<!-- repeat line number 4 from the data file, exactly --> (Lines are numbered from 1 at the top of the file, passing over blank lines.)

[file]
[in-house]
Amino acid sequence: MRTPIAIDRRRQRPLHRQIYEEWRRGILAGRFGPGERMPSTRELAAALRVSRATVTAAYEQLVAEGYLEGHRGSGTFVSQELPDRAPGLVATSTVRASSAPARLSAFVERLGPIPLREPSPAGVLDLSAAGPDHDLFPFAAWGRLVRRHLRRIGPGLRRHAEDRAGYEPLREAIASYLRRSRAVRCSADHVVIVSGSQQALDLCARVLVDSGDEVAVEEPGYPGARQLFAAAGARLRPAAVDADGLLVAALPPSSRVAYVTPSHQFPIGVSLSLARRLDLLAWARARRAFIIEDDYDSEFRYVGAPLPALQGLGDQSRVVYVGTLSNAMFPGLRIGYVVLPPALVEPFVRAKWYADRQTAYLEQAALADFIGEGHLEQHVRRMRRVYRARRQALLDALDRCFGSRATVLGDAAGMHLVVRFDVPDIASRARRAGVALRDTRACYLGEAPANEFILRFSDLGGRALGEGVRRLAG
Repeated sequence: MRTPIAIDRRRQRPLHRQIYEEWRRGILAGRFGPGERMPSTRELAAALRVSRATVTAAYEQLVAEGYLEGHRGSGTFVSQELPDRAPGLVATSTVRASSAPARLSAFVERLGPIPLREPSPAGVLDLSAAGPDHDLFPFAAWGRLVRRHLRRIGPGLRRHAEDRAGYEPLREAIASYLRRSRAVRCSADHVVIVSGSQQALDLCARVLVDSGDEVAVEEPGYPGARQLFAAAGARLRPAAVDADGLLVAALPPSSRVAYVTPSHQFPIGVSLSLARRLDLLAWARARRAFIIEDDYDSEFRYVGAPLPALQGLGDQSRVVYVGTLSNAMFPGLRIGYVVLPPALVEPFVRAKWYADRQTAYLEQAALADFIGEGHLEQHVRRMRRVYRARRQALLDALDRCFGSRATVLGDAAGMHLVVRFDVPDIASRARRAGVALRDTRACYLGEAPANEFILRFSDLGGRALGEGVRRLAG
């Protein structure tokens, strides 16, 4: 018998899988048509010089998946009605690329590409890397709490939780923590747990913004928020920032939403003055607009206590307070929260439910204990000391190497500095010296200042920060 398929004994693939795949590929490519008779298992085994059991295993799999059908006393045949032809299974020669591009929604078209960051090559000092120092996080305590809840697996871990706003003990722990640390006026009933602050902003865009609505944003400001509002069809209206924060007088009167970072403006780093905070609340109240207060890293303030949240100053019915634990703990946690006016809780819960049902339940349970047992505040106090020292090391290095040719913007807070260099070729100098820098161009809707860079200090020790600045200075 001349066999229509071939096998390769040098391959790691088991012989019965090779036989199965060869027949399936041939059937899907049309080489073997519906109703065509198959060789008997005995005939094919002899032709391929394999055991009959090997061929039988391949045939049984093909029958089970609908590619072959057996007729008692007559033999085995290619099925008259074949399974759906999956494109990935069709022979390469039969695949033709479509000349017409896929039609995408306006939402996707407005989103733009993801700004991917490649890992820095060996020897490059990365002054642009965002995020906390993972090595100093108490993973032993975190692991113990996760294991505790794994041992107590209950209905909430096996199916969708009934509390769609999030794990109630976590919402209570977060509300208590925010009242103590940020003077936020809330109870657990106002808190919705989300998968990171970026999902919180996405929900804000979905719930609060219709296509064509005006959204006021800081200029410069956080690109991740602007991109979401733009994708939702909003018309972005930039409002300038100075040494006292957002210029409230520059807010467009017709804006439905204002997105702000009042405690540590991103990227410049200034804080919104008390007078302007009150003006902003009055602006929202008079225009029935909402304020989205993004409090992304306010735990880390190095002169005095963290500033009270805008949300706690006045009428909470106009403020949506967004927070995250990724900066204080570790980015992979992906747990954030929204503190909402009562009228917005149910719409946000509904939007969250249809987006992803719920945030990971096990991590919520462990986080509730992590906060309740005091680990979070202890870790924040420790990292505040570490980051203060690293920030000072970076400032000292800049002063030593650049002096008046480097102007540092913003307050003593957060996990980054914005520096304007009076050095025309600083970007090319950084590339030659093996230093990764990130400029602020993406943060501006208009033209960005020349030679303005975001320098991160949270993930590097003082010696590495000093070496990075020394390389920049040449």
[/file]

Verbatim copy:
């Protein structure tokens, strides 16, 4: 018998899988048509010089998946009605690329590409890397709490939780923590747990913004928020920032939403003055607009206590307070929260439910204990000391190497500095010296200042920060 398929004994693939795949590929490519008779298992085994059991295993799999059908006393045949032809299974020669591009929604078209960051090559000092120092996080305590809840697996871990706003003990722990640390006026009933602050902003865009609505944003400001509002069809209206924060007088009167970072403006780093905070609340109240207060890293303030949240100053019915634990703990946690006016809780819960049902339940349970047992505040106090020292090391290095040719913007807070260099070729100098820098161009809707860079200090020790600045200075 001349066999229509071939096998390769040098391959790691088991012989019965090779036989199965060869027949399936041939059937899907049309080489073997519906109703065509198959060789008997005995005939094919002899032709391929394999055991009959090997061929039988391949045939049984093909029958089970609908590619072959057996007729008692007559033999085995290619099925008259074949399974759906999956494109990935069709022979390469039969695949033709479509000349017409896929039609995408306006939402996707407005989103733009993801700004991917490649890992820095060996020897490059990365002054642009965002995020906390993972090595100093108490993973032993975190692991113990996760294991505790794994041992107590209950209905909430096996199916969708009934509390769609999030794990109630976590919402209570977060509300208590925010009242103590940020003077936020809330109870657990106002808190919705989300998968990171970026999902919180996405929900804000979905719930609060219709296509064509005006959204006021800081200029410069956080690109991740602007991109979401733009994708939702909003018309972005930039409002300038100075040494006292957002210029409230520059807010467009017709804006439905204002997105702000009042405690540590991103990227410049200034804080919104008390007078302007009150003006902003009055602006929202008079225009029935909402304020989205993004409090992304306010735990880390190095002169005095963290500033009270805008949300706690006045009428909470106009403020949506967004927070995250990724900066204080570790980015992979992906747990954030929204503190909402009562009228917005149910719409946000509904939007969250249809987006992803719920945030990971096990991590919520462990986080509730992590906060309740005091680990979070202890870790924040420790990292505040570490980051203060690293920030000072970076400032000292800049002063030593650049002096008046480097102007540092913003307050003593957060996990980054914005520096304007009076050095025309600083970007090319950084590339030659093996230093990764990130400029602020993406943060501006208009033209960005020349030679303005975001320098991160949270993930590097003082010696590495000093070496990075020394390389920049040449």